See also: Nave, näve, nāve, nāvē, and navé

EnglishEdit

 
The nave of a church in Ellmau, Austria

PronunciationEdit

Etymology 1Edit

Ultimately from Latin nāvem, singular accusative of nāvis, possibly via a Romance source. Doublet of nef and nau.

NounEdit

nave (plural naves)

  1. (architecture) The middle or body of a church, extending from the transepts to the principal entrances.
    • 1918, W[illiam] B[abington] Maxwell, chapter V, in The Mirror and the Lamp, Indianapolis, Ind.: The Bobbs-Merrill Company, OCLC 4293071:
      Then everybody once more knelt, and soon the blessing was pronounced. The choir and the clergy trooped out slowly, [] , down the nave to the western door. [] At a seemingly immense distance the surpliced group stopped to say the last prayer.
  2. (architecture) The ground-level middle cavity of a barn.
Derived termsEdit
TranslationsEdit

Etymology 2Edit

From Middle English nave, from Old English nafu, from Proto-West Germanic *nabu, from Proto-Germanic *nabō (compare Dutch naaf, German Nabe, Swedish nav), from Proto-Indo-European *h₃nebʰ- (navel) (compare Latin umbō (shield boss), Latvian naba, Sanskrit नभ्य (nabhya)).

NounEdit

nave (plural naves)

  1. A hub of a wheel.
  2. (obsolete) The navel.
Related termsEdit
TranslationsEdit

Further readingEdit

AnagramsEdit


AsturianEdit

EtymologyEdit

From Latin nāvis, nāvem.

NounEdit

nave f (plural naves)

  1. ship

AuluaEdit

NounEdit

nave

  1. water
    • (Can we date this quote?) Martin Pavior-Smith, Exploring self-concept and narrator characterisation in Aulua (nave):
      Nave ibtavov ben.
      The water went [=was swept] out [of the house].

Further readingEdit

  • Darrell T. Tryon, New Hebrides languages: an internal classification (1976) (na-βʷe); ABVD 1 (na-fe), 2 (na-ve), 3 (na-ve)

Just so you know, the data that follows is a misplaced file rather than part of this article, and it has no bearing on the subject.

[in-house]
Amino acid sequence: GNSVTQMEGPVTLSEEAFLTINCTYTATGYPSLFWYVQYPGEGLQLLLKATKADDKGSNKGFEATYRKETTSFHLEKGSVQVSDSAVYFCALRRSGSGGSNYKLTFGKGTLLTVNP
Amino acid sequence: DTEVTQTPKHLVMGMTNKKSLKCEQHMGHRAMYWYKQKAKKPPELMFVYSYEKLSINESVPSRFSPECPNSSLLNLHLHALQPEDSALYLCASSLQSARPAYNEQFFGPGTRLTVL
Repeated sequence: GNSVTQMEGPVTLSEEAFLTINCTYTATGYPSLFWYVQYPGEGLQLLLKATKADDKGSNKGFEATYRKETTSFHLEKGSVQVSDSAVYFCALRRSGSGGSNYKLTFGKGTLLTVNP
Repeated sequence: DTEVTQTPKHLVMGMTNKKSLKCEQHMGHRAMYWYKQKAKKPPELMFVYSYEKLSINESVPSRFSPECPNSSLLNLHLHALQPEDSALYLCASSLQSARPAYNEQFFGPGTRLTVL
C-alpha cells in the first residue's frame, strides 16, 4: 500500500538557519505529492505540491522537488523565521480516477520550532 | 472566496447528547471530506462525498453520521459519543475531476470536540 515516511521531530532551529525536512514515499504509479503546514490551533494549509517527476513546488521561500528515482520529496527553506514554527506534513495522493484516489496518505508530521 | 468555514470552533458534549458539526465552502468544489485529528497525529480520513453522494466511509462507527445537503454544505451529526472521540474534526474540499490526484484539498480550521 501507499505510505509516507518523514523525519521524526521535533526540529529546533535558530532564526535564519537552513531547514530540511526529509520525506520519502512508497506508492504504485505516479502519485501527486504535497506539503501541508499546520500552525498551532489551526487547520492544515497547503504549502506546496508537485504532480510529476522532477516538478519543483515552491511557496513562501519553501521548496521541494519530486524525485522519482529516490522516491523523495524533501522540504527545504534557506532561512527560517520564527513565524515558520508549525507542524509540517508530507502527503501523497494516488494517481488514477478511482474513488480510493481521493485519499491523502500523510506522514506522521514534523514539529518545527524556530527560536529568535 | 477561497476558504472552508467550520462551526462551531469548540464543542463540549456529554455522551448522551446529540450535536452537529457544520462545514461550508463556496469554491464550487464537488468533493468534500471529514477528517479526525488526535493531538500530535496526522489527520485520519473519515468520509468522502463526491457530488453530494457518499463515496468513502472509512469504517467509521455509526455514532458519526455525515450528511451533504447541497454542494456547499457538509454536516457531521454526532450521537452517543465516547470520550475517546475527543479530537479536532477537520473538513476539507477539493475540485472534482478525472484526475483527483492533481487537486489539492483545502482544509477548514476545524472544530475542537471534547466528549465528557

GalicianEdit

EtymologyEdit

From Old Portuguese, from Latin nāvis, nāvem.

NounEdit

nave f (plural naves)

  1. ship (watercraft or airship)
  2. (architecture) nave

Related termsEdit


InterlinguaEdit

NounEdit

nave (plural naves)

  1. ship

ItalianEdit

 
Italian Wikipedia has an article on:
Wikipedia it

EtymologyEdit

From Latin nāvem, accusative of nāvis, from Proto-Italic *naus ~ *nāwis, from Proto-Indo-European *néh₂us, derived from the root *(s)neh₂- (to swim, float).

PronunciationEdit

NounEdit

nave f (plural navi)

  1. ship

Derived termsEdit

Related termsEdit

DescendantsEdit

  • Slavomolisano: nava

AnagramsEdit


LatinEdit

NounEdit

nāve

  1. ablative singular of navis

ReferencesEdit

  • nave”, in Charlton T. Lewis and Charles Short (1879) A Latin Dictionary, Oxford: Clarendon Press
  • nave”, in Charlton T. Lewis (1891) An Elementary Latin Dictionary, New York: Harper & Brothers
  • nave in Gaffiot, Félix (1934) Dictionnaire illustré latin-français, Hachette

Middle EnglishEdit

Alternative formsEdit

EtymologyEdit

From Old English nafu, from Proto-West Germanic *nabu, from Proto-Germanic *nabō.

PronunciationEdit

NounEdit

nave (plural naves)

  1. nave (hub of a wheel)

Related termsEdit

DescendantsEdit

ReferencesEdit


Northern SamiEdit

PronunciationEdit

  • (Kautokeino) IPA(key): /ˈnave/

VerbEdit

nave

  1. inflection of navvit:
    1. present indicative connegative
    2. second-person singular imperative
    3. imperative connegative

PortugueseEdit

EtymologyEdit

From Old Portuguese nave, from Latin nāvis, ultimately from Proto-Indo-European *néh₂us. Doublet of nau.

PronunciationEdit

 

NounEdit

nave f (plural naves)

  1. ship
    Synonyms: barco, navio
  2. (architecture) nave, aisle
  3. (Brazil, slang) car

Derived termsEdit

Related termsEdit


ScotsEdit

EtymologyEdit

From Old Norse hnefi.

NounEdit

nave (plural naves)

  1. (Orkney) a clenched fist or a handful
    ah'll cheust tak a nave-filI'll just take a handful
    He wis rorrin' and shaftin' his navehe was shouting and shaking his fist

SpanishEdit

EtymologyEdit

From Old Spanish naf~naue, from Latin nāvem, nāvis, from Proto-Indo-European *néh₂us. Cognate with English nave, navigate, and navy.

PronunciationEdit

  • IPA(key): /ˈnabe/, [ˈna.β̞e]
  • (file)

NounEdit

nave f (plural naves)

  1. ship, vessel (with a concave hull)
    Synonyms: bajel, barco, buque, navío, nao
  2. craft, spaceship, spacecraft (ellipsis of nave espacial), starship (ellipsis of nave estelar)
  3. (architecture, religion) nave, aisle

HyponymsEdit

Derived termsEdit

Related termsEdit

Further readingEdit